A Guide to Person-Centered Planning

At Center for Independent Futures, our Life Skills Tutors commit to providing person-centered planning and life skills development. From day one, we have understood the power of asking an individual, “What are your hopes and dreams?” We are proud to have been one of the first agencies in Illinois to put the individual at the heart of our services. As more agencies ask themselves how to implement person-centered services, we want to share our experiences with you.

What is Person-Centered Planning?

Current residents smile outside their Community Living Option.Historically, people with disabilities were institutionalized and excluded from society. However, over time American society has come to realize that institutions are not the answer. Moving away from institutions, states have largely chosen their own standards of care and have created new policies at varying rates.

Person-centered planning is one of these policies that states are implementing at different speeds. At the core of this policy lies an individual’s vision for their own future. The goal of person-centered planning is to support an individual with disabilities in creating the future of their dreams. A tutor or team then decides on necessary supports based on individual goals.

These personalized support plans are never cookie-cutter designs. They are based on individual dreams, and then enacted using individualized support options. Because person-centered care is radically different from traditional supports for people with disability, sometimes agencies struggle with this change and wonder: how can we implement these ideas?

How Does Person-Centered Work?

In our office, we think of person-centered care as continued evaluation of a person’s hopes and dreams – and the action steps necessary to achieve their goals. With our participants, we begin by meeting with the individual’s support group, made up of family, friends, and community members.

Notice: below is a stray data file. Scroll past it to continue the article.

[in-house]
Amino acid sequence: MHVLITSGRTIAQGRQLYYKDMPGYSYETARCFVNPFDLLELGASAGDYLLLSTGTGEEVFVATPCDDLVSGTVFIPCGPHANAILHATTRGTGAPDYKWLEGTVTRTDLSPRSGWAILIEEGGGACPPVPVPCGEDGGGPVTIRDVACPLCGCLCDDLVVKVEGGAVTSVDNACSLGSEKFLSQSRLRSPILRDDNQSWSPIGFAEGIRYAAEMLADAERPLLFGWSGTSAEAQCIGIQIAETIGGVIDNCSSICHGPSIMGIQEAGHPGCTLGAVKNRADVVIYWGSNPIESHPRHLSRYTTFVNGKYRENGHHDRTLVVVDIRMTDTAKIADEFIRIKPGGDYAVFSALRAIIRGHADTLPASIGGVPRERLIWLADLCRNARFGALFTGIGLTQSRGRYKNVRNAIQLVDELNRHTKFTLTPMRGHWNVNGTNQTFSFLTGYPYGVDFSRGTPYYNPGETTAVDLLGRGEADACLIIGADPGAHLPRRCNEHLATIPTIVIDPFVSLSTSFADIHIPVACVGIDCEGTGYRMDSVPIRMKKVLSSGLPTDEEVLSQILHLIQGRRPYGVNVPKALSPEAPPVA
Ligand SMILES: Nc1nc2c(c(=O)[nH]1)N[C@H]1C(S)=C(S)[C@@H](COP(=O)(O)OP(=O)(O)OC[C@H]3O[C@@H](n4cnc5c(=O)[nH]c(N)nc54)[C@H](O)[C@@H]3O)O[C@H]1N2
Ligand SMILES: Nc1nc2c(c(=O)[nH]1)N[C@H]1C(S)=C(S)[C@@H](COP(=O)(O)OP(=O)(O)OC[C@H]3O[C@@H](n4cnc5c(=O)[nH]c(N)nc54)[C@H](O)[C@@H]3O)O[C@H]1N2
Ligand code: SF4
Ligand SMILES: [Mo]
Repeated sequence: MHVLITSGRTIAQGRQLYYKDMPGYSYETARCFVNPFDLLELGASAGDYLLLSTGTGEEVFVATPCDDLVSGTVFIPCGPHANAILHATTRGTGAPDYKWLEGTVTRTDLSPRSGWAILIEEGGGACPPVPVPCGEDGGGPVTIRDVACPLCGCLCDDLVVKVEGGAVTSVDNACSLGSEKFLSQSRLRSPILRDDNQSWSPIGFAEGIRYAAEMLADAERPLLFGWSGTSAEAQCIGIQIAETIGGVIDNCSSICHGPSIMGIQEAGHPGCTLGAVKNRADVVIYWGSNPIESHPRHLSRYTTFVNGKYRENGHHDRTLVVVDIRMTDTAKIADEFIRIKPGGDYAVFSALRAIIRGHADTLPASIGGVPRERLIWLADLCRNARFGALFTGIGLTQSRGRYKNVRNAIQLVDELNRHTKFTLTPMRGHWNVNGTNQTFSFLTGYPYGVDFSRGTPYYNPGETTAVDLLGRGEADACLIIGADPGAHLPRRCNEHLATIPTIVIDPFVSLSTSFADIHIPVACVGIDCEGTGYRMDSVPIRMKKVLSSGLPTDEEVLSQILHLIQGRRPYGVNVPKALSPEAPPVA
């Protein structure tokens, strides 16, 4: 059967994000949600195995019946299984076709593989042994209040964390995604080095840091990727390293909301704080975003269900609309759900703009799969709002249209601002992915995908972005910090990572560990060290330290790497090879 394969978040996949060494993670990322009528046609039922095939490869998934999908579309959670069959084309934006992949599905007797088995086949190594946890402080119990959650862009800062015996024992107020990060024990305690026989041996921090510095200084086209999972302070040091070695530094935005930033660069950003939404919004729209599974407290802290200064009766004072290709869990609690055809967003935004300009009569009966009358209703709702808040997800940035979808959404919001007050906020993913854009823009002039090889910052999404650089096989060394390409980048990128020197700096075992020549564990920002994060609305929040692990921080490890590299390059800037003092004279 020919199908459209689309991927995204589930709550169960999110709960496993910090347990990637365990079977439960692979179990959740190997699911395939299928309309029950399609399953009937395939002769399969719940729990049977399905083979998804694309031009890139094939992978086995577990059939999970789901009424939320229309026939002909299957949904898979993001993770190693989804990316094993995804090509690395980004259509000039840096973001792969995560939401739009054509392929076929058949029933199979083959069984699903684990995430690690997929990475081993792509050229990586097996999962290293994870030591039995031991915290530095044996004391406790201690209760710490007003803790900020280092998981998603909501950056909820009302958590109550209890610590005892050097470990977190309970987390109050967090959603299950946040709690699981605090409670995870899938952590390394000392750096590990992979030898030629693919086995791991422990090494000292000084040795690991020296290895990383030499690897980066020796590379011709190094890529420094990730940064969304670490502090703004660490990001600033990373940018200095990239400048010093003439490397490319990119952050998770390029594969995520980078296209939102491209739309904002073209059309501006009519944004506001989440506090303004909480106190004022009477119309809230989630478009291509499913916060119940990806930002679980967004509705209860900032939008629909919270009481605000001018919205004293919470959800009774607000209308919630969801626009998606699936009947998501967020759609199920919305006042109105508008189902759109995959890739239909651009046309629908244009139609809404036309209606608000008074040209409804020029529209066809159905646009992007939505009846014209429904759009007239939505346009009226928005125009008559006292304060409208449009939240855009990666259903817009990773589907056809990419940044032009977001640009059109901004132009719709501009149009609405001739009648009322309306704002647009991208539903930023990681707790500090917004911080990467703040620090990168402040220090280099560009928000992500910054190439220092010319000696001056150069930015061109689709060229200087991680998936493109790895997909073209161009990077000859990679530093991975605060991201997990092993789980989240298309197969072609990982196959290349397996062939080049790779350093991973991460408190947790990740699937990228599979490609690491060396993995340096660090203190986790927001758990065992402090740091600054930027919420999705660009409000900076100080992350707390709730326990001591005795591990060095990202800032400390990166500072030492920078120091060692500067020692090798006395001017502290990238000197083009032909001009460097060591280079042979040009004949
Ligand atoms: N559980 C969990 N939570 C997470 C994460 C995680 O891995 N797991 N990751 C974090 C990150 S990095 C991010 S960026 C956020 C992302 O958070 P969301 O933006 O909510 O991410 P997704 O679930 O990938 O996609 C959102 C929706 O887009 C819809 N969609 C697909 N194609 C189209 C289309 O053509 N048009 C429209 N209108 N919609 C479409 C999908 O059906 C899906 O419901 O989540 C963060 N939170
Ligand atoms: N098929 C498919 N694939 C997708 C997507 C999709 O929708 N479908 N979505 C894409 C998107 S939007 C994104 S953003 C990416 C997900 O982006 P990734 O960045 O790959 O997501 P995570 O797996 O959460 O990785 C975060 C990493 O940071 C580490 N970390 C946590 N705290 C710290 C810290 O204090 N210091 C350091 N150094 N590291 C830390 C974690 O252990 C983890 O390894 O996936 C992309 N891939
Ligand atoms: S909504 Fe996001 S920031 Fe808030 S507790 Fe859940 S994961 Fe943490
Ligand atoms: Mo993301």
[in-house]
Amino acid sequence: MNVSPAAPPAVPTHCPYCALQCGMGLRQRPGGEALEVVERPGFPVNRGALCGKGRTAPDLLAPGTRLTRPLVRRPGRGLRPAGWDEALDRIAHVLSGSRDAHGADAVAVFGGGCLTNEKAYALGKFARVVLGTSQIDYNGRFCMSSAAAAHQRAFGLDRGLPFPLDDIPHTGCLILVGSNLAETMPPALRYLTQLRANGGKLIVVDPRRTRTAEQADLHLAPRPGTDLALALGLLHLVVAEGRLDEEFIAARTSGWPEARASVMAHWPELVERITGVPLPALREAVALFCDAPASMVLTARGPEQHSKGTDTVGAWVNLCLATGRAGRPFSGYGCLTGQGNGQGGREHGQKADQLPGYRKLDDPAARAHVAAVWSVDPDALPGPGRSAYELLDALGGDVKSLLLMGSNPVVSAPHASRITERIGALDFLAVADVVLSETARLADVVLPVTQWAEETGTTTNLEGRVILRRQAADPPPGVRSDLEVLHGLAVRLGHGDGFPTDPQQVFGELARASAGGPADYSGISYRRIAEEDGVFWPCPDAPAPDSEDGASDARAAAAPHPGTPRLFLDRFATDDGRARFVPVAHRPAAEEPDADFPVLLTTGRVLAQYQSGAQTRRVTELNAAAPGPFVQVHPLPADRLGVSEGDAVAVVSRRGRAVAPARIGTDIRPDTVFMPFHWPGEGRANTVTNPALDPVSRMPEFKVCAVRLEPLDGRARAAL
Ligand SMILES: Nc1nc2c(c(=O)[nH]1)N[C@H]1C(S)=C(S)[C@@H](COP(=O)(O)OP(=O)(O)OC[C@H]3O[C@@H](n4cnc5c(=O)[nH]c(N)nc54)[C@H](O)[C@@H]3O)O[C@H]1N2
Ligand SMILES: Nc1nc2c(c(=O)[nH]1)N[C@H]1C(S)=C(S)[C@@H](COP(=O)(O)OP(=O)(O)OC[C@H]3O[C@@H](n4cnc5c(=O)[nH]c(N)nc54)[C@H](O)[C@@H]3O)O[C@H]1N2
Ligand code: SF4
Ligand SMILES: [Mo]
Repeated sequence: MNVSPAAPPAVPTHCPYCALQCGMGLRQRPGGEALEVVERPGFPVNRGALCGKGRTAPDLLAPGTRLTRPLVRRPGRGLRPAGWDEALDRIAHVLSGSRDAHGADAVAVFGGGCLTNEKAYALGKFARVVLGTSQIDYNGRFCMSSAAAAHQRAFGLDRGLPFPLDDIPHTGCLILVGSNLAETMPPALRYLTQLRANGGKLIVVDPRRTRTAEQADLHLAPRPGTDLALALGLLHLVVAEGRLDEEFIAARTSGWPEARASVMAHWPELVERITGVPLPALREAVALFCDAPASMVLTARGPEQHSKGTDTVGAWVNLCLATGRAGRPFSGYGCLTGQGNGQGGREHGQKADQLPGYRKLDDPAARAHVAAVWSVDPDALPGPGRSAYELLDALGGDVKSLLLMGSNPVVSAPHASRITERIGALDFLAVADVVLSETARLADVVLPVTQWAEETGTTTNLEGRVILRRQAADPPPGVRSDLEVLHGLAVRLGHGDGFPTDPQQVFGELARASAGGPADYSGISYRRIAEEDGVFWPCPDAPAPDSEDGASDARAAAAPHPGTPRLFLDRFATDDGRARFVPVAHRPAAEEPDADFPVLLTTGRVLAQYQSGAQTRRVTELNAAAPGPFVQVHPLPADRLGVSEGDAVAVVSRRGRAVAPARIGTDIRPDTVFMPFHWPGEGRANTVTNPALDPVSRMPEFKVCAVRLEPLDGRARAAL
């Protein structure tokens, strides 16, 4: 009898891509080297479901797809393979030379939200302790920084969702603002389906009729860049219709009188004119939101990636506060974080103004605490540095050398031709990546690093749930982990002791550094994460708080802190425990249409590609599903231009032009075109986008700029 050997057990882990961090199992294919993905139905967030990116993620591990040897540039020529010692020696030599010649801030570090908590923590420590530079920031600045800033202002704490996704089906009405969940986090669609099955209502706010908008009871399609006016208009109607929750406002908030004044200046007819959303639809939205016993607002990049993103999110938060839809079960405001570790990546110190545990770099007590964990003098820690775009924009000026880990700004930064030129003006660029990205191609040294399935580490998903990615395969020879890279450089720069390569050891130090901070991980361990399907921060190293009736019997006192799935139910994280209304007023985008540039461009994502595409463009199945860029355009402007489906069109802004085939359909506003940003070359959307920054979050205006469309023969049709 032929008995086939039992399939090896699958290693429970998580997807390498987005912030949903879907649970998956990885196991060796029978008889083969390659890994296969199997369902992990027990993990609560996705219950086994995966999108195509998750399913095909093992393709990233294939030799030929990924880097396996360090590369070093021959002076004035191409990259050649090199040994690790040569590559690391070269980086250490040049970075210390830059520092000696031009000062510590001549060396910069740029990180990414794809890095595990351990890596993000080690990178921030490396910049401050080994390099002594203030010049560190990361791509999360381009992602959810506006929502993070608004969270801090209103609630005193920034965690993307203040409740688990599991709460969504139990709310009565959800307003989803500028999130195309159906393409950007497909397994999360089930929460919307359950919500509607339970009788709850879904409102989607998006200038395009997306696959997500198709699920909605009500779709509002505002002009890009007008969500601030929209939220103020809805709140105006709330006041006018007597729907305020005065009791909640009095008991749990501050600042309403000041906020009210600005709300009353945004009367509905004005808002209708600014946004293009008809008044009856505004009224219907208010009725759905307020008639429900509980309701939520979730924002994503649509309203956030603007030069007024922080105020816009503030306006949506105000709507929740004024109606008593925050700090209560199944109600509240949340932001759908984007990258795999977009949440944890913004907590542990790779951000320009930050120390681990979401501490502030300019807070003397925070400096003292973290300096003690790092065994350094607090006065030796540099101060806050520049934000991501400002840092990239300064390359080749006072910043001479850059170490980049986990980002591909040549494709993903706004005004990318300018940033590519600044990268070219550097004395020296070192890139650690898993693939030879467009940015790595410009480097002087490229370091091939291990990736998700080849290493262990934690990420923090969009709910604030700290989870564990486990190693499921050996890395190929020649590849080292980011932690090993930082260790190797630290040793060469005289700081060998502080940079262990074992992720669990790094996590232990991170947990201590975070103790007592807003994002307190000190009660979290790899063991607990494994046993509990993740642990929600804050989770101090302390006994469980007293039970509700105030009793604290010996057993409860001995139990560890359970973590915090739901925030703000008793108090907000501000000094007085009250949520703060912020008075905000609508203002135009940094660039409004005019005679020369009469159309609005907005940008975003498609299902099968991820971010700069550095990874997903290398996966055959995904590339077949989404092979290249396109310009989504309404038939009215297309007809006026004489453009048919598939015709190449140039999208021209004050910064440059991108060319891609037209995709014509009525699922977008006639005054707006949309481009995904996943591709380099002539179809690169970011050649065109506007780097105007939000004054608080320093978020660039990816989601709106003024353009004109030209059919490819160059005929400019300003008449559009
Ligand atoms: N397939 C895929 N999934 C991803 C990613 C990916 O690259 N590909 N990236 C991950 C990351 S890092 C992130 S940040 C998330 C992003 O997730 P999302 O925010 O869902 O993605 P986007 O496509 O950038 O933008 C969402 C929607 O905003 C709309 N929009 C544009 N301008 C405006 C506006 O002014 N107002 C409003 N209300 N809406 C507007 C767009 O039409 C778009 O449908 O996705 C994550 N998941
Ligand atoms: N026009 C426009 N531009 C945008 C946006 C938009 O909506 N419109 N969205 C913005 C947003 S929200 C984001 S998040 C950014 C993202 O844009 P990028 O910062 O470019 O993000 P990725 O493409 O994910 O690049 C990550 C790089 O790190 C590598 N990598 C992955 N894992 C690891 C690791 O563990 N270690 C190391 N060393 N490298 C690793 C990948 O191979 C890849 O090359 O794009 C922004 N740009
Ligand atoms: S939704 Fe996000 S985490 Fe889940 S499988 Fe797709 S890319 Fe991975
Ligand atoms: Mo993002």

We begin by asking about hopes and dreams, and then we identify obstacles and assets. This information helps to define goals and create action plans. Throughout this process, we listen, look, and learn to understand how we can best help someone create and reach goals.

Supplemented by our skills inventory and curriculum, individuals work with tutors to identify what life skills can help attain goals. Each part of person-centered care requires reflection and revision from time to time. As skills develop or dreams change, these plans have to be flexible enough to allow for new ideas.

Want to Learn More?

My Full Life application on iPad

In the last 5 years, Illinois mandated that by 2022 all agencies must use person-centered planning to work with their participants and clients. For agencies and educators, we offer our My Full Life™ online application. My Full Life includes an in-depth skills inventory, plus the most comprehensive skills curriculum available.

If you are interested in learning more, please visit our Schools & Agencies page and request more information through our My Full Life form. We can’t wait to help you on the journey to providing person-centered care.

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